William Webbe and his wench

In September 1537 a rumour circulating through the Westminster sanctuary touching the king’s honour came to Thomas Cromwell’s ears. It was a scurrilous and maybe even treasonous piece of gossip that spread around the sanctuary men at Westminster, about the keeper of the sanctuary, the keeper’s “wench,” and the king.

Cromwell established an informal enquiry to uncover the origin of these rumours, led by his own servant Anthony Denny and the abbot of Westminster. The tale being told was hot stuff: according to witnesses the enquirers interviewed, they’d been told (at 3rd or 4th hand) that the sanctuary’s keeper William Webbe was complaining that in the fall of 1536 the king had stolen his girl.

The story being spread went like this: Webbe had been riding a fair gelding, near Eltham or Greenwich palace, with “a pretty wench” (never named) behind him. The king met up with them on the road and he said to Webbe, “Webbe, thou hast a pretty wench behind thee.”

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Webbe answered that she was a “pretty piece for a poor man to pass the time with.” In some versions, the king “plucked down her muffler,” kissed her, and commanded her to alight from the horse. The king then took the wench and “had his pleasure of her.” (The wench’s response—whether this was at her “pleasure”—remained unstated, irrelevant to the men who told and heard this story). The king thus took the woman away from Webbe, who had “kept” her for two years before this.

The Tudors‘ version of William Webbe’s wench, S2E5 (see below)

In some versions witnesses told, Webbe swore “a vengeance on him for taking away of my wench.” Most of those testifying to the enquiry ended the story with the conclusion, “and thus the king lived in adultery.”

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Many modern readers would assume (and indeed some modern historians have assumed) that this was not especially shocking but simply a ribald story told about an oversexed & entitled king. But in the context of the autumn of 1537 Cromwell saw it as a dangerous rumour.

It’s important to note, first, the conclusion the tellers of the tale reached: “and thus the king lived in adultery.” Those who related the story – and they were mostly sanctuary men, confessed felons, not exactly unworldly innocents – seemed to find this a bit shocking. It was shocking for several reasons: first, the king was not nearly as promiscuous as most of the modern pop culture versions of him; though historians vary on that issue, the sanctuary residents’ evident surprise at the lesson of the tale supports #teamrelativelychasteHenry.

Second, the king had just executed, the year before, a queen & five men for committing adultery. Clearly the point being made in the story was that the king was no better, committing adultery himself in the fall of 1536, early in his marriage to wife #3, Jane Seymour.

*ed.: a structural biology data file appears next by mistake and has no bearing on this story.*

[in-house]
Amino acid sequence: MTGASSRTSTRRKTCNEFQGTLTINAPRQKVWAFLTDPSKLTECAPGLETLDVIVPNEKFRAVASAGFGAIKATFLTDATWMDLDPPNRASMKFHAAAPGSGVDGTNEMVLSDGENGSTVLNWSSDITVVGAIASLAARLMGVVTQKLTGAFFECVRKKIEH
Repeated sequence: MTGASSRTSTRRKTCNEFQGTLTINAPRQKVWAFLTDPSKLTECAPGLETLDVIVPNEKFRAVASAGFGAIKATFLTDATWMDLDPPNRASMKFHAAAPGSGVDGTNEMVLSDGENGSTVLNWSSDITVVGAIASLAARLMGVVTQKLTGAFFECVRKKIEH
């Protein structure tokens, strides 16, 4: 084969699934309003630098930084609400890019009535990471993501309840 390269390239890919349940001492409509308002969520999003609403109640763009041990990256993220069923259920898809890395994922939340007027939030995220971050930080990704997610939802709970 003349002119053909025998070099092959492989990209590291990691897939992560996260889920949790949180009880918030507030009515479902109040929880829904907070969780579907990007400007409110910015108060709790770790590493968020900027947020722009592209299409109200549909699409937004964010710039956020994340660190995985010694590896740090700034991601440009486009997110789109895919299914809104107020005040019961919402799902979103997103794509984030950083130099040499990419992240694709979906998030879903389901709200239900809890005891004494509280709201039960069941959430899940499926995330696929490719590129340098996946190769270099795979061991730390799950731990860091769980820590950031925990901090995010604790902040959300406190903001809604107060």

Third, the king had only recently established himself as Supreme Head of the new Church of England: as sex outside of marriage was a sin, the telling of such a tale would produce even more headshaking about hypocrisy.

Fourth, the queen was heavily pregnant at the time of the enquiry (due to give birth weeks later); of course that famous need for a male heir meant that he had to present himself as potently virile as well as chaste. The king’s body was both politically fundamental and yet unmentionable.

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As it turned out, the enquirers established that the rumours were untrue on several levels. Perhaps unsurprisingly they found that the king had not taken Webbe’s wench (obviously they were never going to conclude that this part was true). But a foreordained conclusion can sometimes be accurate: the enquirers also found that William Webbe himself had not in fact been going around complaining about the king’s wench-theft. No witness testified to hearing it from Webbe himself, but always at several removes.

The enquirers concluded, after poking a bit into the circumstances, that the whole thing had been concocted by a rival of Webbe who wanted Webbe’s job. The rival evidently thought that his invented story was explosive enough to get Webbe fired or even charged with treason.

The best evidence that the story was indeed invented is that Webbe emerged from the enquiry unscathed and continued in his position of keeper of the sanctuary for years to come, into at least the mid-1540s. If there’d been any truth to the tale, minimally he would have been gone.

What else do the records of this enquiry tell us, if not about the king’s sex life?

1. Local politics and everyday life in the sanctuary (eg. supper parties with sanctuary men, Westminster locals, and palace functionaries);

2. subterranean antagonism to Henry’s policies and fear of rumour;

3. Henry’s particular sensitivities to talk about his sex life & the complicated relationship of the king’s body to the body politic;

4. the purely instrumental role women labeled “wenches” were seen to have in sexual transactions by men in and around the Westminster court: in the story, the wench is never named and has no agency whatsoever. There’s a version of this story that shows up in series The Tudors (of course, #sexscenesRUs) – wrenched out of time and more or less just another illustration of Henry’s promiscuity. But there at least the wench is given a name (Bess) and she’s a willing participant. She’s still instrumental and the sex transactional but at least she has some agency. Maybe a slight step up from the 16th century version.

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TNA, SP 1/118, fol. 115r; SP 1/124, fol. 204r; SP 1/125, fols. 40r-43v; SP 1/127, fol. 201r.

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